E-mail to Your Friend(s)Print Friendly

Salome Chan on University Financial Administration

Salome Chan
University Bursar

Has the implementation of the four-year undergraduate curriculum had any impact on the University's finances?

The University Grants Committee (UGC) only provides 62.5% of a year's normal funding for the additional year of the new curriculum. So, although we get more money on the whole, we have less money on a per student basis. Furthermore, the UGC has introduced greater competitiveness in allocating research funding. CUHK must improve the quality of its research and enhance its research capacity if it wants to get competitive research grants.

Can you talk about some immediate or medium-term plans?

The Financial Affairs Working Group of the UGC has reviewed the financial status of eight UGC-funded universities and finished a report, making nine recommendations. Their major objective is to ensure that there is no cross-subsidization of UGC resources to non-UGC-funded activities, such as self-financed programmes. We'll implement their recommendations in the next two triennia.

In the immediate or medium term, I want to push for the decentralization of financial systems. Now when a unit of the University spends money, it has to go through a procedure before the outlay can be recorded in its financial system. That takes at least a month. It would be quite annoying not to be able to know your latest balance when making decisions on using your resources. If financial systems can be decentralized, you'll get real-time information.

The investment returns of the endowment funds of top universities in the US are enviable. Is there something we can learn from them?

We've learned from the endowment funds of American universities. We divide our investment into three pools: Pool A, Pool B and Pool C. The investment model of Pool A mirrors those of Yale University. But we only put the money that will be idle for a long time in such high-risk, high-return funds. For Pool B, we let our investment managers invest it in balanced and special investment funds. Pool C is the biggest share. We put it in fixed deposits, bonds, and other fixed rate investment products. If we can get the green light from the University Council, we'll hire an investment manager to take care of hedge funds and our investment will also be increased.

What do you see would be a long-term challenge?

It would be making the best use of our financial resources to make the University more competitive. Accumulating money is not our end, but spending it wisely and helping the University to build capacity. This involves recruiting professors, funding quality research, and facilitating strategic developments.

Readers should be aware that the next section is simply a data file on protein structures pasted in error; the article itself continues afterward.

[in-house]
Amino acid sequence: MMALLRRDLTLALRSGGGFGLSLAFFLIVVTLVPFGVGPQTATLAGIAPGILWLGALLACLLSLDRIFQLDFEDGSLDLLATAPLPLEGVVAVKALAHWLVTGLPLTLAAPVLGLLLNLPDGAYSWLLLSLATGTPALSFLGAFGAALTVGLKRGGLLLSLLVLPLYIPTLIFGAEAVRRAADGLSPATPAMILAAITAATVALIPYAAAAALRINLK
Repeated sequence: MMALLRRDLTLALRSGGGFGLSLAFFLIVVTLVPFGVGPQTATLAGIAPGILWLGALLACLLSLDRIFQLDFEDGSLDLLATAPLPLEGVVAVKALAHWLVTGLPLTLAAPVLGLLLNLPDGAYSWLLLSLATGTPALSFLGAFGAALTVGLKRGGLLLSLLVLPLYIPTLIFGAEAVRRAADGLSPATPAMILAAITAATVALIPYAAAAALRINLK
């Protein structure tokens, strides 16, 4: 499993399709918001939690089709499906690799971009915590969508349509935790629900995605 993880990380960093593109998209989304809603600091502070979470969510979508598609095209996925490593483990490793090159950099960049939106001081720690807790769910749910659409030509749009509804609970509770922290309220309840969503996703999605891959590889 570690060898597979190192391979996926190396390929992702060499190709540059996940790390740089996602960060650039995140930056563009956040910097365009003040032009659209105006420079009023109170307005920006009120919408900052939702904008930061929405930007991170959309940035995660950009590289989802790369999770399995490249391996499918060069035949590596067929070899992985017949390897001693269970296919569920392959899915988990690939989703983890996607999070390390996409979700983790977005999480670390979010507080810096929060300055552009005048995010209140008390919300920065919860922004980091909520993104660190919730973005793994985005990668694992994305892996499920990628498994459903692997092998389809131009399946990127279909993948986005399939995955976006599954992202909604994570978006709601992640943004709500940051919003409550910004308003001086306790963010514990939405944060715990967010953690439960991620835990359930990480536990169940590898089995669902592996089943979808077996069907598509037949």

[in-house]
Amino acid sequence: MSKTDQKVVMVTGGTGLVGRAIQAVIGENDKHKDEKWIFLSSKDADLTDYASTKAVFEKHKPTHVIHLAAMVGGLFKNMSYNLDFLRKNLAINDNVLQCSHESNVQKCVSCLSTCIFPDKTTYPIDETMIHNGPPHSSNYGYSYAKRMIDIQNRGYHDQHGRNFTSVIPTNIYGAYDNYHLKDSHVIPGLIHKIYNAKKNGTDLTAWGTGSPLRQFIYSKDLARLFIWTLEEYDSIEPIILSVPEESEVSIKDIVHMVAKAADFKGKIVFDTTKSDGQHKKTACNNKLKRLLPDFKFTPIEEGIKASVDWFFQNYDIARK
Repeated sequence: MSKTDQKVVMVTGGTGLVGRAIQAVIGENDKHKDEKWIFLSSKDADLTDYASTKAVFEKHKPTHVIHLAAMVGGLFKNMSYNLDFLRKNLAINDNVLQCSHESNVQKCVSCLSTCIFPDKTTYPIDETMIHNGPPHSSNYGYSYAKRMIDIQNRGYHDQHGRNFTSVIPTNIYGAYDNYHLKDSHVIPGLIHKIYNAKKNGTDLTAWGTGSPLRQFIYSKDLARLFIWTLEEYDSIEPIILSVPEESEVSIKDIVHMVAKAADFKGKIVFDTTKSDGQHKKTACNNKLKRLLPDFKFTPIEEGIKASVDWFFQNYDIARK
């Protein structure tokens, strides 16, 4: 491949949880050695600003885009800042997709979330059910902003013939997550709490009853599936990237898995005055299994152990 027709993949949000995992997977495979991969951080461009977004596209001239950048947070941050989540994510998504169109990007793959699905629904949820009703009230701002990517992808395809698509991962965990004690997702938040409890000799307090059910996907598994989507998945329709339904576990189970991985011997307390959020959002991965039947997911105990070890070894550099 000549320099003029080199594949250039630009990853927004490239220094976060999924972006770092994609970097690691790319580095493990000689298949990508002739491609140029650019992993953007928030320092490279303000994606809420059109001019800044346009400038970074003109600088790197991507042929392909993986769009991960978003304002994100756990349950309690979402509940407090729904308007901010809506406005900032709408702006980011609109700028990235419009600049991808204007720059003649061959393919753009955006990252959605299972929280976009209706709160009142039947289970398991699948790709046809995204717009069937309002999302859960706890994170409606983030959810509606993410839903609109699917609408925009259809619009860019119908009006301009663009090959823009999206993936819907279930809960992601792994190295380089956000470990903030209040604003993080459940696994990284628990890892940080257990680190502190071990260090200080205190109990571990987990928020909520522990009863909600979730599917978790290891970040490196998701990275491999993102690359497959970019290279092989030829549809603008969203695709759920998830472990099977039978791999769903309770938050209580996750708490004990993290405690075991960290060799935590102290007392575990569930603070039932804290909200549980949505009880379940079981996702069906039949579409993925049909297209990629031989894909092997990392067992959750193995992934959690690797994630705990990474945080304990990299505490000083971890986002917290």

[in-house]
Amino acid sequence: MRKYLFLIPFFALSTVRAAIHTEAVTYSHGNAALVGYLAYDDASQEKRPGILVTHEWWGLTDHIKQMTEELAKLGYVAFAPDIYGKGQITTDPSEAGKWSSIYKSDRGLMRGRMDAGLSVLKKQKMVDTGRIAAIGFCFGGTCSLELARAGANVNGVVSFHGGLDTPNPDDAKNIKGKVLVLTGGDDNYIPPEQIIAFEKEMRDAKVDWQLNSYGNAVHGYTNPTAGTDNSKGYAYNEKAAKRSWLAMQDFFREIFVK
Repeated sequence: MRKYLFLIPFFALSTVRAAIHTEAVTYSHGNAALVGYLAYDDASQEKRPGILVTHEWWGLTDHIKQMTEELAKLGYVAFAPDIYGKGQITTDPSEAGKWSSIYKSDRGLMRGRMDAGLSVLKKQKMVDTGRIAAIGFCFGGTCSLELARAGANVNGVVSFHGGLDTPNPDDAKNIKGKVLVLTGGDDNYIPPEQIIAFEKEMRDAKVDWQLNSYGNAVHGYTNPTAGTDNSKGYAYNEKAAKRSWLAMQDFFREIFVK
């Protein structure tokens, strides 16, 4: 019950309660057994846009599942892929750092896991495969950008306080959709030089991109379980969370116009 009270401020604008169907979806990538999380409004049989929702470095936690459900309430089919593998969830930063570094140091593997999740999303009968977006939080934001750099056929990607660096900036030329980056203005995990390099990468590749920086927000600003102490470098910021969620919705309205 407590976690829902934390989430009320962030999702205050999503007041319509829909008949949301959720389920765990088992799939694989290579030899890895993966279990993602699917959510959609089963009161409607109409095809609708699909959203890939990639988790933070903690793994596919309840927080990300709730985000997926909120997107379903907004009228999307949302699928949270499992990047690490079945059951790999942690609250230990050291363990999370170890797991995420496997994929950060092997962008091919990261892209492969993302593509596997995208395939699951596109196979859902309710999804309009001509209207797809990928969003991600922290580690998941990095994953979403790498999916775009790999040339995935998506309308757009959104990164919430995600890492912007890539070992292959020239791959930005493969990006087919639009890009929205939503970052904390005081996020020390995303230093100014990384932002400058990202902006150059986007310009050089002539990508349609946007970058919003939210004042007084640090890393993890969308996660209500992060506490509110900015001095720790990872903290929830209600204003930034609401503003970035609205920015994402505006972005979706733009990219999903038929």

What is the unique feature of managing the finances of a higher education institution like CUHK?

Businesses have only one goal—the maximization of profits. They don't have many other concerns. But as a tertiary institution, we have a variety of stakeholders, including the government, the Legislative Council, the UGC, and the media. Our finances come under their scrutiny. So whenever we want to make a financial decision, we have to consider it from different angles and put ourselves in different people's shoes. For example, if we want to increase tuition fee, the opinions of students, the public and the media are something to which we must pay heed.

What will you do when you're forced to increase the fee for a service because of rising costs?

We'll try to improve communication with stakeholders. We hope that they would understand that our resources are limited. When one service gets more subsidies, others get fewer.

Can you recall any professor/colleague who impressed you the most?

There are three persons who impressed me most. The first one is Mr. David Gilkes, the second Bursar of the University. He's a kind and amiable gentleman. I was just a small accountant when I first joined CUHK. But he had confidence in me and allowed me to study for my master's degree in the UK.

When I returned after finishing my studies, Mr. Gilkes asked me to join the task force in charge of elaborating a new funding model in response to UGC's change in its funding model. Prof. Liu Pak-wai was the chairman of the task force and I was the secretary. Professor Liu was an experienced administrator who had intimate knowledge of the operation of the University. I benefited a lot from his guidance. So, it can be said that he is my mentor.

The third one is Mr. Terence C.W. Chan, the former Bursar. He is a wise, energetic and unruffled person. He's also very popular and my role model. Without his encouragement and support, I might not have been confident enough to take up the position of Bursar.